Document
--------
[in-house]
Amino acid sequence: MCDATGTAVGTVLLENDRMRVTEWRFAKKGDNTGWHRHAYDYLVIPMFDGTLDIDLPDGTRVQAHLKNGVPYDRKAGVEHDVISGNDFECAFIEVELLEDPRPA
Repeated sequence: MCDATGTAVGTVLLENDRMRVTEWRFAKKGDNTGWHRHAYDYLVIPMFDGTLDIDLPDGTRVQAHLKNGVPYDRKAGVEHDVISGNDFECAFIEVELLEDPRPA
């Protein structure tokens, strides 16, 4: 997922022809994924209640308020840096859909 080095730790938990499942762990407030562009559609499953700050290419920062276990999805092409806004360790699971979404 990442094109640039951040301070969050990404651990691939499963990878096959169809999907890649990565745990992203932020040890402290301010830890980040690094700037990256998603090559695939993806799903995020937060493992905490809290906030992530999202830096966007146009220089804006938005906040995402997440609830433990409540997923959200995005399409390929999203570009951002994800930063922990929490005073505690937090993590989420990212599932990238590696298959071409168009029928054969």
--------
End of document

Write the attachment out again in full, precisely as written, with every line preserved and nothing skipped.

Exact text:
[in-house]
Amino acid sequence: MCDATGTAVGTVLLENDRMRVTEWRFAKKGDNTGWHRHAYDYLVIPMFDGTLDIDLPDGTRVQAHLKNGVPYDRKAGVEHDVISGNDFECAFIEVELLEDPRPA
Repeated sequence: MCDATGTAVGTVLLENDRMRVTEWRFAKKGDNTGWHRHAYDYLVIPMFDGTLDIDLPDGTRVQAHLKNGVPYDRKAGVEHDVISGNDFECAFIEVELLEDPRPA
């Protein structure tokens, strides 16, 4: 997922022809994924209640308020840096859909 080095730790938990499942762990407030562009559609499953700050290419920062276990999805092409806004360790699971979404 990442094109640039951040301070969050990404651990691939499963990878096959169809999907890649990565745990992203932020040890402290301010830890980040690094700037990256998603090559695939993806799903995020937060493992905490809290906030992530999202830096966007146009220089804006938005906040995402997440609830433990409540997923959200995005399409390929999203570009951002994800930063922990929490005073505690937090993590989420990212599932990238590696298959071409168009029928054969």